While things improved after the fall of the hardline Sunni Taliban regime with the United States-led invasion in 2001, there is a new threat posed by a brutal and growing ISIS insurgency. The extremist group has been gaining ground and has targeted the minority several times in the last three years, conducting attacks on Shiite places of worship, political and civil gathering and even schools in the Hazara dominant areas.

UN figures for last year reported 747 civilian casualties after 19 incidents of sectarian-motivated violence against Shiite Muslims in Afghanistan – a 34 per cent rise in the toll from previous years.

Several of these attacks in Kabul took place in the neighbourhood where the Sangari family live, killing close relatives. In March, Baqir’s nephew was helping search people entering a gathering to honour the Hazara Shiia leader Mazari. He was patting-down a suicide bomber when the man detonated his device. Baqir’s nephew was the first of at least 11 people killed.

“We do feel very unsafe. It feels like we are in the middle of a war,” said Momina, who has lived her entire life in Dasht-e-Barchi but says it has never felt this dangerous.

“When our kids are at school or private classes, I worry if they will return safe. There have been constant threats from Daesh [ISIS] against schools that educate girls,” she said. “One learning centre close by has already been targeted.” In August 2018, a private school in the area was hit by a suicide bomber, killing nearly 50 children and injuring scores of others.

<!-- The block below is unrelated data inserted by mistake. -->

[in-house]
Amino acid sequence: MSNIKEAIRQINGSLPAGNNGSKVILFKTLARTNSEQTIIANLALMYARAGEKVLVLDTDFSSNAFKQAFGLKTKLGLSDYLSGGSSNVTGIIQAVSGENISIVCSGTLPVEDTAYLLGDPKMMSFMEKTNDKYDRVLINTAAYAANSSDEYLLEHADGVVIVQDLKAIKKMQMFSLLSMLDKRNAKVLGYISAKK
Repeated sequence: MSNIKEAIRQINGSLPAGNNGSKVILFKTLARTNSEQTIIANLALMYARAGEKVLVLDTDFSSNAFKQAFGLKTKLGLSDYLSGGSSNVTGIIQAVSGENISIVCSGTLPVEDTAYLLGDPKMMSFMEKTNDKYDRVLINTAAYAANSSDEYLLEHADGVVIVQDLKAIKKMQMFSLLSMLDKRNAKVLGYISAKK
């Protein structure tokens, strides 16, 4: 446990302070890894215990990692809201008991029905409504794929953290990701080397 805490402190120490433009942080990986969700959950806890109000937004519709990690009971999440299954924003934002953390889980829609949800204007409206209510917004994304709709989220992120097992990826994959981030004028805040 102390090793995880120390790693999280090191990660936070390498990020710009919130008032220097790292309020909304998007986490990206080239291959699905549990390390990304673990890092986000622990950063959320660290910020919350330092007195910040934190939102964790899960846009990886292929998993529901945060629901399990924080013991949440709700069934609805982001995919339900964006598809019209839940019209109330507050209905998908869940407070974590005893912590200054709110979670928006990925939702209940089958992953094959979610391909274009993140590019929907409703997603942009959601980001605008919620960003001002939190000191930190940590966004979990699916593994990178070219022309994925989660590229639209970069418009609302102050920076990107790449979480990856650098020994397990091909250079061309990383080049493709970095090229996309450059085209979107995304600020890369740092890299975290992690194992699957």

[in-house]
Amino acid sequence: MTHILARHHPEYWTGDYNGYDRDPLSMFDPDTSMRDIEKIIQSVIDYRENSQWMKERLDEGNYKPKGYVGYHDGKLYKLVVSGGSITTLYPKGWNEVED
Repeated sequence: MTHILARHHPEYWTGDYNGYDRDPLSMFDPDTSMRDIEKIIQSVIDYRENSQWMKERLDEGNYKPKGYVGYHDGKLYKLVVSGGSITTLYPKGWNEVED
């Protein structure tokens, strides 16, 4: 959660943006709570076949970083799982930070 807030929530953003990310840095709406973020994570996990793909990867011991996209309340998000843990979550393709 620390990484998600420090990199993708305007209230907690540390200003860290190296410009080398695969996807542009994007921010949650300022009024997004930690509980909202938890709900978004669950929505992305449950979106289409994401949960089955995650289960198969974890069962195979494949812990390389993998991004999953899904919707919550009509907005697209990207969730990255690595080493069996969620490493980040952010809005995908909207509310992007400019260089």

In the wake of the attack, many families – including the Sangaris – kept their children at home.

“I didn’t let the kids go school for a month but then I thought to myself, ‘when will this end?’ I can’t stop their education because of this fear. We want them to grow, so we started their school again and now I always ask God for their safety,” she said.

Momina Sangari sits with her daughter after an iftar. Hikmat Noori for The National 
Momina Sangari sits with her daughter after an iftar. Hikmat Noori for The National

Baqir says he believes that ISIS is targeting the community not only because of their religion but because a number of Afghan refugees joined Iranian militias to fight in Syria. “But our people are not in a position to fight back against them on our own,” he added, asking for help from the government and international community to end the violence.

“We are part of this society, we work, we pay taxes and all we want from the government is security.”